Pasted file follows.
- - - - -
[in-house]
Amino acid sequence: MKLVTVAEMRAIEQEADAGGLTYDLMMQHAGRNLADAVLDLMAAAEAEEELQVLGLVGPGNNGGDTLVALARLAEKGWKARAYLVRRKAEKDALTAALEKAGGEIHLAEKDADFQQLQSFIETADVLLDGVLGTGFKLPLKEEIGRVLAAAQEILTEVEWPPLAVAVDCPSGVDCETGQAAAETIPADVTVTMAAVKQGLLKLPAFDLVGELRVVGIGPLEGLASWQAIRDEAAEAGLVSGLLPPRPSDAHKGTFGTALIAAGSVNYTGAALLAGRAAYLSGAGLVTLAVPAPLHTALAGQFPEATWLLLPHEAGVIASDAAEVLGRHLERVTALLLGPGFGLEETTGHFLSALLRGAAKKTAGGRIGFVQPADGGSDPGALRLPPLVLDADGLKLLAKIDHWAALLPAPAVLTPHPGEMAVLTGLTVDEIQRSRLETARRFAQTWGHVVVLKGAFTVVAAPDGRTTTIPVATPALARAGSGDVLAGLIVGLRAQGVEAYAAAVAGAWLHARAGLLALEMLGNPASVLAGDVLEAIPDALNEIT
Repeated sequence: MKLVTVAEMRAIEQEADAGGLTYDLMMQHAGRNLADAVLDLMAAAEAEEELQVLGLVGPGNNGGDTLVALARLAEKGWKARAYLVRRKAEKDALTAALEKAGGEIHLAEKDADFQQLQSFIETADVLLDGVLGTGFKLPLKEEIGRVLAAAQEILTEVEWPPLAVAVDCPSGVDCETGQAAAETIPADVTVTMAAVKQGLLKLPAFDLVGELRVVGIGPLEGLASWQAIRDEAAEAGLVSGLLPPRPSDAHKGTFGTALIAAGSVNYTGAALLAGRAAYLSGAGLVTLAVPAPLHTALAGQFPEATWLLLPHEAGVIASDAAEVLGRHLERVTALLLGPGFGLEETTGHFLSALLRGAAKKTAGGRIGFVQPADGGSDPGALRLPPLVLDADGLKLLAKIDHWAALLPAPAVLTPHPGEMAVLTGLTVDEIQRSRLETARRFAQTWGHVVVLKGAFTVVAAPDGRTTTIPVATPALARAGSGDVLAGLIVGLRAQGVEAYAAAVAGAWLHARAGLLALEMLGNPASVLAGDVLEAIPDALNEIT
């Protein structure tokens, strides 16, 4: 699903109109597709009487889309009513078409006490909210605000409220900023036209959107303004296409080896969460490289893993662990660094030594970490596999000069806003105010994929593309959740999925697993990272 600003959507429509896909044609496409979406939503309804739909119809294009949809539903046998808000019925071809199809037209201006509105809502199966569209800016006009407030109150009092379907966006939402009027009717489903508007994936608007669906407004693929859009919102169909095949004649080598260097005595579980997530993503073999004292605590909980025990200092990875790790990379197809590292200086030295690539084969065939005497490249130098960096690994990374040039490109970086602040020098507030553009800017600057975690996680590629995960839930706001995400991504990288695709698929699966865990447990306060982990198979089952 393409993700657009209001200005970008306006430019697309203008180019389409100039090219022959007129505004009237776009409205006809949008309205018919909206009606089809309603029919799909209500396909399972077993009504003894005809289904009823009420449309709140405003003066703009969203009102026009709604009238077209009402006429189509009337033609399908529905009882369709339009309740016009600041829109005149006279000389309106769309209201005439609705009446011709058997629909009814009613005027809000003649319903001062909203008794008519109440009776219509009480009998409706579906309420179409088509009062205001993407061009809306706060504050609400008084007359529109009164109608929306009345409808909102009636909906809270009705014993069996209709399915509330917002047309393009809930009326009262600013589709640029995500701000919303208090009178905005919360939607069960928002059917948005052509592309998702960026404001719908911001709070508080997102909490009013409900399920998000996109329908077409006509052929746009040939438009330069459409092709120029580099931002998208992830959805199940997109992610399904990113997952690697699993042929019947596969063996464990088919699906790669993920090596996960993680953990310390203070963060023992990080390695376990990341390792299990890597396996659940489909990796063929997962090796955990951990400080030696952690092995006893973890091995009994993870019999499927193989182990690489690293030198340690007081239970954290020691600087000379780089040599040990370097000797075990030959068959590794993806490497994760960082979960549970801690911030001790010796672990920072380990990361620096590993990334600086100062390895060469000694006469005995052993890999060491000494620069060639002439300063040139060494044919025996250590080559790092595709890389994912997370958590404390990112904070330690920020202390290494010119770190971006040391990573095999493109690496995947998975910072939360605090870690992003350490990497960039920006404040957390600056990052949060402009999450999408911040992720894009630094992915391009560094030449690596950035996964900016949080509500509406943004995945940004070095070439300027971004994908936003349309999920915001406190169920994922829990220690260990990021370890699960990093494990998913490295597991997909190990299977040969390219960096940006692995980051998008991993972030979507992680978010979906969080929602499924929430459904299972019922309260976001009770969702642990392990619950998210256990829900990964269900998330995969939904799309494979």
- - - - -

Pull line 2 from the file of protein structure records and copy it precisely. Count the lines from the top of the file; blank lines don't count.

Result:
Amino acid sequence: MKLVTVAEMRAIEQEADAGGLTYDLMMQHAGRNLADAVLDLMAAAEAEEELQVLGLVGPGNNGGDTLVALARLAEKGWKARAYLVRRKAEKDALTAALEKAGGEIHLAEKDADFQQLQSFIETADVLLDGVLGTGFKLPLKEEIGRVLAAAQEILTEVEWPPLAVAVDCPSGVDCETGQAAAETIPADVTVTMAAVKQGLLKLPAFDLVGELRVVGIGPLEGLASWQAIRDEAAEAGLVSGLLPPRPSDAHKGTFGTALIAAGSVNYTGAALLAGRAAYLSGAGLVTLAVPAPLHTALAGQFPEATWLLLPHEAGVIASDAAEVLGRHLERVTALLLGPGFGLEETTGHFLSALLRGAAKKTAGGRIGFVQPADGGSDPGALRLPPLVLDADGLKLLAKIDHWAALLPAPAVLTPHPGEMAVLTGLTVDEIQRSRLETARRFAQTWGHVVVLKGAFTVVAAPDGRTTTIPVATPALARAGSGDVLAGLIVGLRAQGVEAYAAAVAGAWLHARAGLLALEMLGNPASVLAGDVLEAIPDALNEIT